Sure, a strong upper body and all-around flexibility will make you a better climber, but what ties all of that strength and flexibility together is a strong core. To be clear, I’m not just talking about having strong abs. In climbing, we really don’t use our abs in isolation, so while doing crunches might give you a sweet beach-bod, it won’t do a whole lot for your climbing. Your abdominal muscles are part of your core, but as a climber it’s best to strengthen your pelvis, lower back, hips, and abdomen simultaneously. That’s why each Thursday at our weekly ladies climbing night we do a core circuit that leaves us feeling totally spent and satisfied knowing that we’re becoming stronger climbers because of it. We’ve taken our cues from climbing coaches and trainers (especially Steve Bechtel) and other core-intensive sports (read: several of us are ex-gymnasts) to create a 20-minute circuit that can be done with a group of friends or when you’re flying solo. We recommend doing the circuit twice a week, and if you’re on a periodized training program work it into your power or power endurance phase. Now let’s get to the details:
Each of the 4 exercises below is done for 1 minute, then you will have 1 minute of rest (5 minutes total so far). You repeat the circuit four times, for a total of just 20 minutes.
1. Knees to Elbows – Hang with legs extended straight down from a pull-up bar, hangboard, rock rings, etc. Lift your knees to your elbows. Control yourself as you lower back into an extended position. Modification to decrease difficulty: Bring your knees to your chest or stomach instead of elbows.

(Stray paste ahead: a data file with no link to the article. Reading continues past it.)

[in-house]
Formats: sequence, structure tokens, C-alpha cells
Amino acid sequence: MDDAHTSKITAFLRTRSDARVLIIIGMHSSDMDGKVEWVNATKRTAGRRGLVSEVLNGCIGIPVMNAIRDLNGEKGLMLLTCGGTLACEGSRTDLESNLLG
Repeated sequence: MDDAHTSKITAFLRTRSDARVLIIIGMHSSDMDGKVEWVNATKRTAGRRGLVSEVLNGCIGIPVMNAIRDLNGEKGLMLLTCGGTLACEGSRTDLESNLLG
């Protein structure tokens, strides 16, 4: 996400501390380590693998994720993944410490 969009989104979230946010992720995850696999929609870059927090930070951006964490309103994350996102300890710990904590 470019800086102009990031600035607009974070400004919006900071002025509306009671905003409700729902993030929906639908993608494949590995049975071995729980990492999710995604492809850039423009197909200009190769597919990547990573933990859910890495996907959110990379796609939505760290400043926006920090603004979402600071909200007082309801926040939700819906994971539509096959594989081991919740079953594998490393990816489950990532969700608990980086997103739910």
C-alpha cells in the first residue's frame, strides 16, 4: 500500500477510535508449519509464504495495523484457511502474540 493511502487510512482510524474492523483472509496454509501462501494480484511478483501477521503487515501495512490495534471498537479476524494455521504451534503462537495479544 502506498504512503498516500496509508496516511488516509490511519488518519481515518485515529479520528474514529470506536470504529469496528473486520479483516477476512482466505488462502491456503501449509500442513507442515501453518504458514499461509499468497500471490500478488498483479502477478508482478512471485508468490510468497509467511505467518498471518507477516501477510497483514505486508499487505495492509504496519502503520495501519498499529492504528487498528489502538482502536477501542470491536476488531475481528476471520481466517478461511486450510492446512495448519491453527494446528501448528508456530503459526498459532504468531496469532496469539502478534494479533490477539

2. Resist the Twist – Attach a resistance tube or band to the wall or door handle. Stand sideways relative to the band, feet hips-width apart. Pull the band in front of you with straight arms, and keep your hips squared. Your hands should be centered relative to your body. To increase the difficulty move further from the wall or door. Hold for 30 seconds on each side.
3. Ball Jackknife – Begin in a straight-arm push-up position with your shins on an exercise ball. Keeping your back straight, pull the ball toward you by bending your knees toward your chest. Straighten your legs back to a push-up position. Repeat. Modification to increase or decrease difficulty: Moving the ball toward your feet will make it more difficult and moving it toward your knees will make it less difficult.
4. Russian Twist – Sit on the ground with knees bent and lean back so that your feet come about six inches off the ground. Twist side-to-side quickly, touching the ground on either side of you. As you do this motion, don’t round or arc the spine, try to keep it relatively straight so you don’t hurt your low back. Modification to increase difficulty: Hold a weight or medicine ball as you twist. Modification to decrease difficulty: Put your feet down on the floor (knees still bent).
What if you don’t have a pull-up bar or an injury prevents you from doing one of the exercises in the circuit? Well, you’re not getting off the hook that easily. Here are a few alternatives that you can mix into your circuit:
Side Plank – Start lying on your side and prop yourself up on one arm with your hand in line with your shoulder. Extend your legs stacking your feet on top of one another. Hold for 30 seconds on each side or if you want to get 2 rounds out of this exercise hold for 1 minute on each side. Modification for sensitive shoulders or wrists: Stabilize yourself on your forearm instead of your hand.
Plank Hold – Essentially hold a push-up position on your forearms. Modification to target oblique muscles: Twist hips from side-to-side, almost touching the side of your hip to the ground each time.
There you have it – A stronger climber core in just 20 minutes… done at least twice a week consistently, of course! Try it out and let us know what you think!